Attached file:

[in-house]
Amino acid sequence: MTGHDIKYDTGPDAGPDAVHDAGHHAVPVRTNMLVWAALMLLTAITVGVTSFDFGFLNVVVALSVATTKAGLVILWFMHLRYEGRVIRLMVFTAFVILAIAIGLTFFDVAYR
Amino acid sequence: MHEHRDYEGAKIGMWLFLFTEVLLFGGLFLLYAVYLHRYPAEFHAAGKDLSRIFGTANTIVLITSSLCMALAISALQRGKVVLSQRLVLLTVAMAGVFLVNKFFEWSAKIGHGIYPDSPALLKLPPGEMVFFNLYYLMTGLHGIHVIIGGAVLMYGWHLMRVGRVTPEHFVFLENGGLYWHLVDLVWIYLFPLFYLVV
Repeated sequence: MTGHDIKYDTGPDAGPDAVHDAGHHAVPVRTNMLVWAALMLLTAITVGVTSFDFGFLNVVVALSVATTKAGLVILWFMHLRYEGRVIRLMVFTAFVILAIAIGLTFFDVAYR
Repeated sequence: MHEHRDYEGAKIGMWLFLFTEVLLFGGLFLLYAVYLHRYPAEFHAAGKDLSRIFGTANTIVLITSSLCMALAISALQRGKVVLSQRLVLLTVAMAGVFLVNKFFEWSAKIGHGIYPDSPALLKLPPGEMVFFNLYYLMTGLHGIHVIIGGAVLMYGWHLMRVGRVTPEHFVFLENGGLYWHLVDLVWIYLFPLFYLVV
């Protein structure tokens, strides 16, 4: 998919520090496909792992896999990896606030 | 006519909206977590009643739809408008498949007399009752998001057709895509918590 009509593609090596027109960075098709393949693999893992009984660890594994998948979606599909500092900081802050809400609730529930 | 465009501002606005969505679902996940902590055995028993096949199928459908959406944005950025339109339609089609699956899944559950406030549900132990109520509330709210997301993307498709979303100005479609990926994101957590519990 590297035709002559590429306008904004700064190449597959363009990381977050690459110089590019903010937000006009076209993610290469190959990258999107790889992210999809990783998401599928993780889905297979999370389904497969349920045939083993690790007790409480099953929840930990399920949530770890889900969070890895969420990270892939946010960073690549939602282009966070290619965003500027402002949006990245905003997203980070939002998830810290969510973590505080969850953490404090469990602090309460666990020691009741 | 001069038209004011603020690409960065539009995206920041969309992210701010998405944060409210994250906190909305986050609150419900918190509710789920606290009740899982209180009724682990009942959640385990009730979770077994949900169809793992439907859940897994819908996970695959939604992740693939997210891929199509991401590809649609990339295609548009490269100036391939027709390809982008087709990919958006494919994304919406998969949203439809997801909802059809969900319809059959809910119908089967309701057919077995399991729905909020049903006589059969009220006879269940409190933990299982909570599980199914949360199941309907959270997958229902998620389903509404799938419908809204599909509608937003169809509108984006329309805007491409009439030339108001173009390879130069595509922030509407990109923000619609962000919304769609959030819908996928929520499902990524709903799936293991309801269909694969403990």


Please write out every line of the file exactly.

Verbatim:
[in-house]
Amino acid sequence: MTGHDIKYDTGPDAGPDAVHDAGHHAVPVRTNMLVWAALMLLTAITVGVTSFDFGFLNVVVALSVATTKAGLVILWFMHLRYEGRVIRLMVFTAFVILAIAIGLTFFDVAYR
Amino acid sequence: MHEHRDYEGAKIGMWLFLFTEVLLFGGLFLLYAVYLHRYPAEFHAAGKDLSRIFGTANTIVLITSSLCMALAISALQRGKVVLSQRLVLLTVAMAGVFLVNKFFEWSAKIGHGIYPDSPALLKLPPGEMVFFNLYYLMTGLHGIHVIIGGAVLMYGWHLMRVGRVTPEHFVFLENGGLYWHLVDLVWIYLFPLFYLVV
Repeated sequence: MTGHDIKYDTGPDAGPDAVHDAGHHAVPVRTNMLVWAALMLLTAITVGVTSFDFGFLNVVVALSVATTKAGLVILWFMHLRYEGRVIRLMVFTAFVILAIAIGLTFFDVAYR
Repeated sequence: MHEHRDYEGAKIGMWLFLFTEVLLFGGLFLLYAVYLHRYPAEFHAAGKDLSRIFGTANTIVLITSSLCMALAISALQRGKVVLSQRLVLLTVAMAGVFLVNKFFEWSAKIGHGIYPDSPALLKLPPGEMVFFNLYYLMTGLHGIHVIIGGAVLMYGWHLMRVGRVTPEHFVFLENGGLYWHLVDLVWIYLFPLFYLVV
């Protein structure tokens, strides 16, 4: 998919520090496909792992896999990896606030 | 006519909206977590009643739809408008498949007399009752998001057709895509918590 009509593609090596027109960075098709393949693999893992009984660890594994998948979606599909500092900081802050809400609730529930 | 465009501002606005969505679902996940902590055995028993096949199928459908959406944005950025339109339609089609699956899944559950406030549900132990109520509330709210997301993307498709979303100005479609990926994101957590519990 590297035709002559590429306008904004700064190449597959363009990381977050690459110089590019903010937000006009076209993610290469190959990258999107790889992210999809990783998401599928993780889905297979999370389904497969349920045939083993690790007790409480099953929840930990399920949530770890889900969070890895969420990270892939946010960073690549939602282009966070290619965003500027402002949006990245905003997203980070939002998830810290969510973590505080969850953490404090469990602090309460666990020691009741 | 001069038209004011603020690409960065539009995206920041969309992210701010998405944060409210994250906190909305986050609150419900918190509710789920606290009740899982209180009724682990009942959640385990009730979770077994949900169809793992439907859940897994819908996970695959939604992740693939997210891929199509991401590809649609990339295609548009490269100036391939027709390809982008087709990919958006494919994304919406998969949203439809997801909802059809969900319809059959809910119908089967309701057919077995399991729905909020049903006589059969009220006879269940409190933990299982909570599980199914949360199941309907959270997958229902998620389903509404799938419908809204599909509608937003169809509108984006329309805007491409009439030339108001173009390879130069595509922030509407990109923000619609962000919304769609959030819908996928929520499902990524709903799936293991309801269909694969403990």